Impressions of Colombia: Farming, Fair Trade, and the FARC Peace Treaty

Posted by Eveline Killian on Jan 24, 2018 1:30:00 AM

I recently had the privilege to travel to Colombia with Engineers Without Borders to assess the needs and resources for an irrigation project for family farms.  Colombia is very well suited for coffee and sugar cane, but the dry season is too harsh for more sensitive plants like basil, lettuce, spinach, and peppers.  For this, farmers need drip irrigation, water catchment, water reservoir, and water diversion.  Our group’s goal is to develop an affordable, sustainable, and replicable design as a pilot project for ten farmers in central Colombia.  We are working with Food 4 Farmers, an international non-governmental organization (NGO), Nueva Realidad, a Bogota based NGO, and Nuevo Futuro, the local coffee cooperative.  We knew what our goal was before we started, but we had no idea what to expect from the trip.  Here are our impressions of the country with which our team returned.


Overwhelming Beautiful, Friendly, and Delicious

First and foremost, the country is totally beautiful and well worth a visit for any reason.  The people were gracious and friendly, and the food was delicious (and I’m a fairly picky eater). Colombia Hills.jpg     Colombia Food.jpg

 

Fair Trade Coffee Works!

I have, of course, seen the Juan Valdez symbol of the Colombian coffee, but I thought it was a marketing gimmick.  The President of the Federation of Coffee Growers explained to us that this symbol is very important to Colombia and to the local coffee growers.  It really represents the mountains (their source of coffee), their people (the farmers), and their heritage (the donkey and the clothes) – of which they are very proud.  He explained this symbol is the icon for where they place their priorities and how they developed their five-part mission statement.  The mission statement focuses on the quality of the coffee, protecting the environment so that the Colombia Federation of Coffee Growers.jpgcountry and its people remain healthy, and improving the quality of life for the farmers.  This is exemplified by the fact that they are moving toward all organic farming, they provide healthcare for their farmers, and they invest $0.06 of every dollar earned through their sales to build schools, hospitals, electricity infrastructure, roads, and other community essentials.  During our visit to the backcountry, the farmers explained that the Federation has indeed provided a dependable electric distribution and transmission grid and has help fund their local school.  Apparently, the federal government is not doing a good job supporting the infrastructure in the rural areas which is why we met with the Federation of Coffee Growers and the NGOs.  These types of organizations are organizing and financing projects in rural areas which really impact the local people’s quality of life. For this reason, I strongly urge you to keep buying Fair Trade Colombian coffee!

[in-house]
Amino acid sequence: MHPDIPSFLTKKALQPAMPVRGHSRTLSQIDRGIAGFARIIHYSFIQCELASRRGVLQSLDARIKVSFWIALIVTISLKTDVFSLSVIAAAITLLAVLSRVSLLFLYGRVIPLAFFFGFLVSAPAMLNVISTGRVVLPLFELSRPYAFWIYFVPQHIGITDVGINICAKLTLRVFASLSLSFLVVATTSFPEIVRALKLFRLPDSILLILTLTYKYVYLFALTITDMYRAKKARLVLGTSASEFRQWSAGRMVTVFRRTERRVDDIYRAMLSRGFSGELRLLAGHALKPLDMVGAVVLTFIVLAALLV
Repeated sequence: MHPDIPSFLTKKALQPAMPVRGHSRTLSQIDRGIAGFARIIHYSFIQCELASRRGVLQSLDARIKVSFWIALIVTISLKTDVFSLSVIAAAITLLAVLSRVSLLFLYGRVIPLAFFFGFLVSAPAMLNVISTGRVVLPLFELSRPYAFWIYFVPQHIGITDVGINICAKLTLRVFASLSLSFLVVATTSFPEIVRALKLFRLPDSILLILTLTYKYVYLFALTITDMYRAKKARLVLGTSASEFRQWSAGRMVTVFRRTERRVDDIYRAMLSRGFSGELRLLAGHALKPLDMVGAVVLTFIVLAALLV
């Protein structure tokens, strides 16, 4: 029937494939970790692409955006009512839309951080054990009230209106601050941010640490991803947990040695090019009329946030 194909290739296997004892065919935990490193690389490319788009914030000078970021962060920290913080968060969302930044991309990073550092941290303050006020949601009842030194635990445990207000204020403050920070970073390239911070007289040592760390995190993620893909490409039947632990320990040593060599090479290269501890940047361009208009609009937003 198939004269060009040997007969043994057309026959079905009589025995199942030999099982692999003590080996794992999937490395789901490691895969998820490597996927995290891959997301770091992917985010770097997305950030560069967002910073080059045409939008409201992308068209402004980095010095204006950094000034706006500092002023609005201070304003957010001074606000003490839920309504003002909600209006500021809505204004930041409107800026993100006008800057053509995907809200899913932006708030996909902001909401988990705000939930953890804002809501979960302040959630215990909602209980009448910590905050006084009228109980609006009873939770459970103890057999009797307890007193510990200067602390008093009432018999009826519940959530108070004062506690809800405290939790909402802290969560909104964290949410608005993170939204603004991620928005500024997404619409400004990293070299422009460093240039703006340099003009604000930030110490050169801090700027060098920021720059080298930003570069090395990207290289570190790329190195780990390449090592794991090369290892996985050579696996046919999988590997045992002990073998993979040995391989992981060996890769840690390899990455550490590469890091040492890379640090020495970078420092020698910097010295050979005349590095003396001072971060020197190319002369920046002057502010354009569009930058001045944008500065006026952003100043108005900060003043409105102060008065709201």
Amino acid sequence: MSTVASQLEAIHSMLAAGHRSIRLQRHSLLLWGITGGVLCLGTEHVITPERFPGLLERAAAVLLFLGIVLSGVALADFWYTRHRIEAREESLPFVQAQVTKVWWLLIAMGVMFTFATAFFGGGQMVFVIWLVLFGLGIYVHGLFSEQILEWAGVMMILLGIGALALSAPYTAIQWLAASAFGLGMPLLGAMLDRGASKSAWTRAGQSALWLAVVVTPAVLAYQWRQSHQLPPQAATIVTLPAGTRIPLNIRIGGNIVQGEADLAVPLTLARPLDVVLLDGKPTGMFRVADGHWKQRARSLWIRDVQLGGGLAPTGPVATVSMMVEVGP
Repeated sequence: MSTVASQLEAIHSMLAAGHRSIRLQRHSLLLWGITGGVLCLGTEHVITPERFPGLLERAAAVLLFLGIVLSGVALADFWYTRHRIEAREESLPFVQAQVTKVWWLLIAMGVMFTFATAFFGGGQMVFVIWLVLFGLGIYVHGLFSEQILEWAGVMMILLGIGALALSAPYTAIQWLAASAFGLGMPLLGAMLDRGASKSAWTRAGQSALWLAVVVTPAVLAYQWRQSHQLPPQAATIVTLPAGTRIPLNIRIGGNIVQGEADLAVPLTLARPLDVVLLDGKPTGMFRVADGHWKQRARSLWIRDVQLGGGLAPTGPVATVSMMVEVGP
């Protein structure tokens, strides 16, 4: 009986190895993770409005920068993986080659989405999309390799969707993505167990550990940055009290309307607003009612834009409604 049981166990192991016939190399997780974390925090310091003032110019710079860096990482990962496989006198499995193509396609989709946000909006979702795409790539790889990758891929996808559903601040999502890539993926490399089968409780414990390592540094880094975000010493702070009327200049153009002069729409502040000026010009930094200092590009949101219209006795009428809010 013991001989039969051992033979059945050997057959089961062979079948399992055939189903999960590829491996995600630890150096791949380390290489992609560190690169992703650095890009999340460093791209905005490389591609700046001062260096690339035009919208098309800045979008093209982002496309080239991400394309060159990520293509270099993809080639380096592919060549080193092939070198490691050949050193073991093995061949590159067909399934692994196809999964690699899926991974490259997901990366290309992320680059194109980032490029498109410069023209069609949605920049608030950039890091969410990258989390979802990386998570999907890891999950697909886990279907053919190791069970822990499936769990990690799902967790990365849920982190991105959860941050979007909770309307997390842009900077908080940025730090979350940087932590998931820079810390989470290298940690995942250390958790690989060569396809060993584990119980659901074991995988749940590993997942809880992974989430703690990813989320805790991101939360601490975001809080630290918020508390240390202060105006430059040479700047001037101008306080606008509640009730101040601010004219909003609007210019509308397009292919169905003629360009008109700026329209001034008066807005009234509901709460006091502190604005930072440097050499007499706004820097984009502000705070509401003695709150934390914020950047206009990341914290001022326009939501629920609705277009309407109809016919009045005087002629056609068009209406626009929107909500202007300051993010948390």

Peace – Waking Up from History

It was heart-warming to be in Colombia at this particular time in history.  When we were there in November, it was approximately 5 months after the official end to the civil war.  In June 2017, the FARC signed a peace treaty with the government, gave up their weapons, went through a repatriation process, and became integrated into the society.  They are now interested in working through political avenues to bring attention to their causes. We spent a few days in Popayan, the local headquarters of the FARC, and then drove through the countryside where they were very active in the past.  This, naturally, led to discussions with the locals about how things Colombia Building.jpgcontinue to change.  Our translator’s family lives in Popayan and were gracious to spend the evening with us showing us the beautiful city and the delicious local dishes.  What was also interesting to me was the number of times they noted that “this place is new” as we walked through the city. Apparently, the city was emptied of legitimate businesses over the course of the civil war while the FARC and the drug cartels conducted business in the city.  That was not noticeable to us, as there were plenty of cafés and shops at this time.  On our way out of the city we also went through a checkpoint and wandered the mountains of the countryside, all things we apparently could not have done safely a year ago. In our meeting with the Federation of Coffee Grower’s president, he emotionally stated that he recently sat at the same large conference table at which we were holding our meeting with the leaders of the FARC to discuss the future of Colombia. He himself stated that it was only a matter of months prior to this that the two sides were shooting at each other.  It was palatable how the country is “waking up from history”.

 

Now, our group has to return the honor by developing a desirable design for their irrigation issue. We intend to do this justice!

 

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